Why Commitment is More Important Than Engagement
My son married one of the most beautiful and talented young women I know recently. They had been seeing each other since high school, but finally made the decision to be married, and so got engaged on New River Beach outside of Saint John in August of 2012.
As is their way, Alex and Kasia were more relaxed and organized as any person has a right to be, even in the face of Hotel mix-ups and technical problems. They were prepared, cool (in the relaxed sort of way), caring and considerate towards all of their guests, thoughtful and decisive.
Which has gotten me to thinking about the whole engagement process. When a couple becomes married, what happens to the engagement? What happens to the relationship? What happens in the hearts and minds of the two people? The day after being engaged, has anything happened to the two of them that wasn’t there the day before?
Are they still engaged?
What about common-law arrangements? Are they ever engaged or are they just committed?
Who does the courting in the business world? (you both do) Who is the one to pop the question: The company who wants you, but you do your part as well to be attractive and available.
Remember the first day on your dream job? All the world looked bright and shiny, you were open to new experiences, you were excited and committed to doing your very best. You believed in everyone who worked at this new company, and would do anything for them because you were both on the same team. You now had an opportunity to do what you did best. You had somewhere to shine.
So you became engaged, and You were engaged until…
You were told to read a policy and procedure manual that laid out how you were supposed to think and act and what you must do in every given circumstance without allowing for serendipity or common sense. The skills and abilities that defined you were now supposed to be neatly packaged in this little box and put on a shelf until you took off the uniform. You had to act on behalf of a company that you didn’t fully understand, and you had to defend it’s values, even if you didn’t support them. No-one told you why the company existed, just to do your job, keep your head down and do what you were told.
What kind of a relationship is that?
So what happened?
You probably moved to a company and a new team who celebrated creativity and innovation. You merged into a company where everyone supported each other and mistakes were handled much differently. You were now given permission to use your common sense and make decisions based on what your customers needed rather than what a PP manual said.
I believe that the word “Engagement” is a misnomer. Simply because it suggests that it will come to an end at one point or another. I think the proper word should be “Commitment”, as it denotes a much deeper emotion that points in the direction of total openness, support and passion. A committed person is there mind, body and soul. She does whatever is necessary to be a linchpin in her organization. She’s innovative, creative and demonstrates initiative towards pushing through bottle necks and seeing things through. She becomes a disciple of the corporate vision and values and walks the long walk towards the goals set out by the leadership team. She is the embodiment of the “why” that the company exists. It means that when it comes to customer service, she see’s everyone as a customer and treats them accordingly, not as a number, but as a name and a person with emotions, feelings, passions and goals. She becomes an advocate of the company she works for and goes the extra mile for all concerned. She realizes that commitment means relationships, and so is respectful to peoples time and talents.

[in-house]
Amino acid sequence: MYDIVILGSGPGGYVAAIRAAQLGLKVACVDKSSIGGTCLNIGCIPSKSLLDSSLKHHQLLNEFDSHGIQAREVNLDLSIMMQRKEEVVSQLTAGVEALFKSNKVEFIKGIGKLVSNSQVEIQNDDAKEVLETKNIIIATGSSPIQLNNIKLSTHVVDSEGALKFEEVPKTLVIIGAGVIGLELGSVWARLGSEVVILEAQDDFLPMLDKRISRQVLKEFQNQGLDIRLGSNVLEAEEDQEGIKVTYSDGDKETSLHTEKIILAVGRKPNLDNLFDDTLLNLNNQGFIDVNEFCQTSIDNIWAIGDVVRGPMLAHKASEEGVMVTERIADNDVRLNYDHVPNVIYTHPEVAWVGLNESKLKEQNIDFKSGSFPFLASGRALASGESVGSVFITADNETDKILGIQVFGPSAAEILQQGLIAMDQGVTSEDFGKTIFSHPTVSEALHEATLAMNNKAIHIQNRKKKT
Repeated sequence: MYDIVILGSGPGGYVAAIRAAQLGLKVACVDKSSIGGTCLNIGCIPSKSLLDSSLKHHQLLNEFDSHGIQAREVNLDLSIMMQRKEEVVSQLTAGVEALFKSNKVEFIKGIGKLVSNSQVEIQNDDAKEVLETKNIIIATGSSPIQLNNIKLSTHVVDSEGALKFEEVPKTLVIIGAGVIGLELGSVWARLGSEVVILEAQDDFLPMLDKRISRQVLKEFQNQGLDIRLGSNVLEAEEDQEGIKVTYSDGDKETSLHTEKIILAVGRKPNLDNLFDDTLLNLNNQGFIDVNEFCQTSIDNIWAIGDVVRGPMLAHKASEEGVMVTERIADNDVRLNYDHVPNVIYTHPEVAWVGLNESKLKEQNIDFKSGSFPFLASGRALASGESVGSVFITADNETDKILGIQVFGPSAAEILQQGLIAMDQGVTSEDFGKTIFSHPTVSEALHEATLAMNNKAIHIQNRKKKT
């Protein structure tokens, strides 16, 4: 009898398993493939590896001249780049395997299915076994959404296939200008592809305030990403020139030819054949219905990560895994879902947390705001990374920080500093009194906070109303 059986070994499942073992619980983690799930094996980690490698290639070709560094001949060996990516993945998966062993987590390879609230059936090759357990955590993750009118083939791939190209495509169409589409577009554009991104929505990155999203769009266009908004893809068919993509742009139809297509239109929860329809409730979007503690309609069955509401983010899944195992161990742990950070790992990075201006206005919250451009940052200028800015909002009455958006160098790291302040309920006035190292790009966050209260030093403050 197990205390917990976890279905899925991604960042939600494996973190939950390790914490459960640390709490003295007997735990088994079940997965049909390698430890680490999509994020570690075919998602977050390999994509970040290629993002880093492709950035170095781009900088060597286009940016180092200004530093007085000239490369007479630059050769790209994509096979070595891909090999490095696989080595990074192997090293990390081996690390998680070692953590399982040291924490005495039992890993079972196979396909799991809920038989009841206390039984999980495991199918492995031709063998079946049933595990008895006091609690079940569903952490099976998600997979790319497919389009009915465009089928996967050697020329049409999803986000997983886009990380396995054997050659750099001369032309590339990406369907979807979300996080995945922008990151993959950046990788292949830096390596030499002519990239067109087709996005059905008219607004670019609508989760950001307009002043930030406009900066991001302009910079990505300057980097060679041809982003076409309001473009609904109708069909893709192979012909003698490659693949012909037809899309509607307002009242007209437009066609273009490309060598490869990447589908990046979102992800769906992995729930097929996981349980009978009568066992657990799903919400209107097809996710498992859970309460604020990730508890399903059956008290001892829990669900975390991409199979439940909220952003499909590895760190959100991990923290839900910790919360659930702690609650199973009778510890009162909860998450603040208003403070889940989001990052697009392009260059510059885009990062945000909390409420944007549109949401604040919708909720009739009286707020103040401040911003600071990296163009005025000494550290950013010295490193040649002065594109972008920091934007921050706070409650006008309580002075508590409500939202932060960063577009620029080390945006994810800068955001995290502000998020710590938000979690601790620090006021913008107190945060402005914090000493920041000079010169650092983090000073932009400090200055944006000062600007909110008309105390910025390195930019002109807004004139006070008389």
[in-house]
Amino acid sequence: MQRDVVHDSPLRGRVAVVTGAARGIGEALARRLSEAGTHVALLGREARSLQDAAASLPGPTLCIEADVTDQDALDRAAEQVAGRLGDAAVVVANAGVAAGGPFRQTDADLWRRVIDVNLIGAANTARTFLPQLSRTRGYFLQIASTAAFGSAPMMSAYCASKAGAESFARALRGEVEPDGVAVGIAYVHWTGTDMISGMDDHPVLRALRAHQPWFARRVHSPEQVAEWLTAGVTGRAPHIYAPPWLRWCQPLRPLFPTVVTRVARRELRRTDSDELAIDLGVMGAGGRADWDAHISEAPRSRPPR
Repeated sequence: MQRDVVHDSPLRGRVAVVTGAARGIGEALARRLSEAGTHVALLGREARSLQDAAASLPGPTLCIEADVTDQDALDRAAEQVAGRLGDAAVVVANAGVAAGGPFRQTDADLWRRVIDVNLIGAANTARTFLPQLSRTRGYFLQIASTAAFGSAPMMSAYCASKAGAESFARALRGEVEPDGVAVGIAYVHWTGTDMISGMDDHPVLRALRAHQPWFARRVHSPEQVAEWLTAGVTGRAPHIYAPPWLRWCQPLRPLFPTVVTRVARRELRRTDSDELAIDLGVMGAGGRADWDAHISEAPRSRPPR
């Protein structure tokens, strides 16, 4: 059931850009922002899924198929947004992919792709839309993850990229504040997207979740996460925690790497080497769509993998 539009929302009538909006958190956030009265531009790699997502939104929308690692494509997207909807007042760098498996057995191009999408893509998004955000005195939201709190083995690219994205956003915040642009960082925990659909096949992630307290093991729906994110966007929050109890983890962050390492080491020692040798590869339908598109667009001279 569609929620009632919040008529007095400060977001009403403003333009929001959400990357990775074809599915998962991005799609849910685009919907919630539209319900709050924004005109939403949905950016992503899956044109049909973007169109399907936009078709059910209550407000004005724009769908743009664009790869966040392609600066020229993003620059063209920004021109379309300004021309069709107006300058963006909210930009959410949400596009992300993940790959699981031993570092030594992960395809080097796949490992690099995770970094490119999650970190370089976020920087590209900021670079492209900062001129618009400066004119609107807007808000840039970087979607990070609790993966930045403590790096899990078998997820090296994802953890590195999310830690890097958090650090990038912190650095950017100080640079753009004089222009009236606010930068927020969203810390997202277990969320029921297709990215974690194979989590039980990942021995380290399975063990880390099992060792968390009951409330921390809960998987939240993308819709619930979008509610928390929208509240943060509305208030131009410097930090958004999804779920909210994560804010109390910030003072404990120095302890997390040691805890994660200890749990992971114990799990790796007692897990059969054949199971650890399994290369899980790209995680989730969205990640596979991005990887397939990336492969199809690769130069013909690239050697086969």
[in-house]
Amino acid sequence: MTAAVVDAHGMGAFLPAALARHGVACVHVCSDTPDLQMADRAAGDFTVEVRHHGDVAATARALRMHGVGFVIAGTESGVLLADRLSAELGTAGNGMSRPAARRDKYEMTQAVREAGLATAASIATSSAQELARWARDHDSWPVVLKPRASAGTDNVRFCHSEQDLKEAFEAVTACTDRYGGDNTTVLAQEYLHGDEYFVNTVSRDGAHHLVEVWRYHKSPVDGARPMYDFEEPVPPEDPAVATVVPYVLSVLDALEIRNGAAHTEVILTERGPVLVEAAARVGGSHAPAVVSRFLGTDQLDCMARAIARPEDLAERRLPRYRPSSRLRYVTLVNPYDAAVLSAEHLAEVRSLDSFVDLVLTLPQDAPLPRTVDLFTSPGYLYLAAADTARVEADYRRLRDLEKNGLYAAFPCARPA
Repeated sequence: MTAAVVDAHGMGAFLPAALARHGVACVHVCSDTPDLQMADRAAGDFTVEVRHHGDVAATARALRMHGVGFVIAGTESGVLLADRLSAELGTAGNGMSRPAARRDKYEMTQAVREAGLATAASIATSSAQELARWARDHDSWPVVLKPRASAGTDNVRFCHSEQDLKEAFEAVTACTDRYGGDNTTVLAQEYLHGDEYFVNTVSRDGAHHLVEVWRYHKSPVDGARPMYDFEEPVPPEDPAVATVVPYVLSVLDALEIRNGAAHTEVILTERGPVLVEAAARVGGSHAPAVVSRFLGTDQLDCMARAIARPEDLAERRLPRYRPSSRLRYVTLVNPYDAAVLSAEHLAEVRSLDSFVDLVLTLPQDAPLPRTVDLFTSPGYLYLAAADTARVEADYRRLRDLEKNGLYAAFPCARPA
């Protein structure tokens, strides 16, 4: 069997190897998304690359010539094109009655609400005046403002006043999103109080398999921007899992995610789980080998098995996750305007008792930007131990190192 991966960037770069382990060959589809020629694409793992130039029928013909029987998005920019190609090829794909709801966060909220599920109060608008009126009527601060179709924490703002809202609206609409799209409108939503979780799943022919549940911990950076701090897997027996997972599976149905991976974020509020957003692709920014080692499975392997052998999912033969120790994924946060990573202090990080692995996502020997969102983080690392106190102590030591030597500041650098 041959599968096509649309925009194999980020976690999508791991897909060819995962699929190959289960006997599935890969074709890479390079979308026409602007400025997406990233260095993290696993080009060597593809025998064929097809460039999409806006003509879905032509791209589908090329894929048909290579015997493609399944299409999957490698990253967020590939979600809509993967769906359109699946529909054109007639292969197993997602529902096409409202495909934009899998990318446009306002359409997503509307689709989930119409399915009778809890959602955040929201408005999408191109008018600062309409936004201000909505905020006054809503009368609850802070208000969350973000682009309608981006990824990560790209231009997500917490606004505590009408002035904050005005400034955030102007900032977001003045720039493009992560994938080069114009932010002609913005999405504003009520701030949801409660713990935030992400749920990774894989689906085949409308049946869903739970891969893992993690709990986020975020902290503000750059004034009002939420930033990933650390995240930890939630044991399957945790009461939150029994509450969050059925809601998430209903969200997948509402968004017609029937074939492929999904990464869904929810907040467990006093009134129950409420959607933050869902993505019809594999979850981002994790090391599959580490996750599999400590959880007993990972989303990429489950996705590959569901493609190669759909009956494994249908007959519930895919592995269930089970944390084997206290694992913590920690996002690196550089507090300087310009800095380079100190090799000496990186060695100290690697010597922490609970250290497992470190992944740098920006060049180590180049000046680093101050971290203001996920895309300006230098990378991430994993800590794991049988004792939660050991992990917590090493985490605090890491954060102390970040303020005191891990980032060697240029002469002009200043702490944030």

Enrolling people into a committed relationship, business or otherwise, shouldn’t be that hard if you follow Dale Carnegie’s key principles:
- Make the other person feel important and do it sincerely.
- Become genuinely interested in the other person.
- Don’t criticize, condemn and don’t complain.
Make a decision to be committed to who and what you want to become. Commit to it. Take the steps necessary to be open and transparent and be willing to push your comfort zone daily, and you have the ingredients to a healthy, happy life.
A Bit about me…
My vision is quite simple: to make an impact on the lives of the people who have been entrusted to me: You (for reading this article), my family and my clients.
I coach people. Direct, practical, innovative, meaningful.I coach for excellence.I love what I do… and so do my clients.
Over the years I’ve noticed that business coaching that was supposed to make us stronger actually took away our confidence and made us doubt ourselves. Confidence and people skills aren’t developed just by measuring and planning everything, they grow through doing and learning from experience and by taking risks. People want to make a difference. Build teams. Be better understood. Live more confidently.
I founded IBC Impact Business Communication Inc. to create a world where business people communicate and act with confidence to create better worlds for themselves. Worlds where they feel powerful and free to express themselves. Worlds where something as simple as conversation creates energy, understanding and impact. Worlds so exquisite, I couldn’t imagine doing anything else.
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